There are two elements that make Black Label Donuts so special. The champions (IMHO) start with a 24 hour cold fermented brioche dough (Richard Eng, the culinary master behind these creations, knows his carbs) and the ever-changing gourmet flavors that are uniquely creative like matcha crème brûlée, rosemary lemon/olive oil curd, lavender blueberry, azuki ichigo (red bean/strawberry) and sake kasu cherry. Shown here are the Japanese Elvis – banana brioche, torched bananas, and smoked bacon with a peanut butter-miso glaze – and the Kalamansi Buttermilk Lime. Both were outstanding.
Currently, they’re only available in pop-up format, so follow them on Instagram @blacklabeldonuts and on facebook.com/BlackLabelDonuts. And wherever they are, get there early, because they sell out fast!

Janie’s Pie Crust Cookies

Instagram Post 5/31/2019

(Click on any image to view it in high resolution.)

Every now and then, some genius comes up with a brilliant idea for combining two beloved baked goods into a single treat, a portmanteau of pastry if you will. The cronut comes to mind. That marriage often begets lesser, more commercialized offspring which will remain nameless here. But sometimes a star is born unto this hallowed union and it is this miracle of which I bring good tidings.
Okay, so I got a little carried away. But that’s what happened at the press event for 2019’s Queens Night Market when I tasted Janie’s Pie Crust Cookies. Resting on a foundation of flaky pie crust, topped with buttery, crumbly, caramelized streusel and filled with just the right amount of gooey pecan magic to balance it off (cherry and chocolate pecan are available too), Janie’s cookies comprise the best parts of the pie and they’re heavenly. (Oops, there I go again.)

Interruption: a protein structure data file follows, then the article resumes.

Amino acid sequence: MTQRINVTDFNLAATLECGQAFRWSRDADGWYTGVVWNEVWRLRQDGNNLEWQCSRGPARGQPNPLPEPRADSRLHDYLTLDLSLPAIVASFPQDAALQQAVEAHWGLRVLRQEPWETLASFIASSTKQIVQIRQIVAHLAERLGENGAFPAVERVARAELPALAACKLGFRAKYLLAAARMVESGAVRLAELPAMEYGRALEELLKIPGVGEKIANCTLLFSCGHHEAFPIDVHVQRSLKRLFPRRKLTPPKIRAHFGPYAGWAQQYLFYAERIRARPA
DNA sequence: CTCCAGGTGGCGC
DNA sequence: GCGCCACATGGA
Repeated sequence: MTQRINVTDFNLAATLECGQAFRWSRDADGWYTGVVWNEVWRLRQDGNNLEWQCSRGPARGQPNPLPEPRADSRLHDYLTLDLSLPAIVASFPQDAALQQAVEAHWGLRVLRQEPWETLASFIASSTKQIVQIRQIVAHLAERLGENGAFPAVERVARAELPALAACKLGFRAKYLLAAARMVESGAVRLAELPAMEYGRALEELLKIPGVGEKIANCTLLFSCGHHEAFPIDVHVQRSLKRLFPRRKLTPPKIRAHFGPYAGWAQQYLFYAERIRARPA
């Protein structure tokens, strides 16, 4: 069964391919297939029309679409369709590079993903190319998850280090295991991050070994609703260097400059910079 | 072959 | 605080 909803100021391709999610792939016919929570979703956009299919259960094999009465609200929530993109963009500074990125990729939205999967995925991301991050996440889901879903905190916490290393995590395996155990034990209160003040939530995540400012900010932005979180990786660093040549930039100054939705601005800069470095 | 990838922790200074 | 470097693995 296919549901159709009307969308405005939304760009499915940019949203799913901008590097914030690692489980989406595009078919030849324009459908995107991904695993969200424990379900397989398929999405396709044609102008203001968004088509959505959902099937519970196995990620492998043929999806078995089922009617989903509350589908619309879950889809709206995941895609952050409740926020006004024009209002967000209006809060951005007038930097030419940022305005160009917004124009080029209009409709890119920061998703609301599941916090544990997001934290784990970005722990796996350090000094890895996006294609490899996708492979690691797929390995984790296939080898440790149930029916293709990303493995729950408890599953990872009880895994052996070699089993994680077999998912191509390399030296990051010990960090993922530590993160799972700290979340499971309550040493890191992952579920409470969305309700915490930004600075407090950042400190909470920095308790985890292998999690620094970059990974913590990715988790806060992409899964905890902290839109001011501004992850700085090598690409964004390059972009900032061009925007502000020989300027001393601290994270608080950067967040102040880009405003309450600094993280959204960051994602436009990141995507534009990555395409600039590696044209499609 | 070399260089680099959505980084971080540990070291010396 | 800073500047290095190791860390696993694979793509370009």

Janie’s personal story is the stuff of which legends are made; visit her website janiebakes.com to learn more or follow her on Instagram @janiebakescakes, but even better – taste for yourself. You can find her and her life-changing cookies (there’s a poignant reason they’re called that) at the Queens Night Market: head to the New York Hall of Science in Flushing Meadows Corona Park, Saturdays from 5pm to midnight until August 17 and again from September 28 to October 26.
Say Hallelujah! 😇


Instagram Post 5/30/2019

(Click on any image to view it in high resolution.)

Over the next few days, I’ll show you some pix from the over-the-top feast that was the 2019 World’s Fare a couple of weeks ago in Flushing.

Cuisine from Antigua and Barbuda doesn’t get enough love around these parts, and La’Maoli represented the Caribbean island nation swimmingly. You’re looking at sunbathed ducana and saltfish, and of everything I tasted that day, this brought the biggest smile to my face.

Ducana, a sweet Antiguan specialty, lies somewhere along the dumpling<–>pone continuum and is made from grated sweet potato, coconut, sugar and spice, coconut milk and sometimes raisins; it’s wrapped in a banana leaf and boiled until firm (and yes, I took a bite out of one so you see inside). Saltfish is dried salted cod, cooked with onion and tomato (I’ve seen this called “buljol”) and can often be found keeping company with ducana. I neglected to ask about the greens, but I suspect it was “chop-up”, another local dish, consisting of okra, eggplant, and spinach. Each item complemented the others perfectly and all went far beyond the definition of delicious.

Not to take anything away from the other terrific vendors there (more photos to come tomorrow) but La’Maoli’s food was unsurpassed. They’re caterers and they pop up at events from time to time, so follow them on Instagram @lamaoli_ to find where they’ll be – and I bet you’ll find that big smile there too.

Songkran Festival

Instagram Post 5/22/2019

(Click on any image to view it in high resolution.)

Songkran is Thailand’s New Year and last month there were two opportunities to celebrate along Woodside Ave in Elmhurst, Queens where we found this treat. IMO, it manages to incorporate each of the most fundamental elements of Southeast Asian sweets into a perfect singularity: pandan, sticky rice, coconut milk, and durian.

Combine them, and the result is to dessert as Euler’s Identity is to mathematics. And if you know what I’m talking about, we can be best friends forever. 😉

2019 World’s Fare Preview

Instagram Post 5/15/2019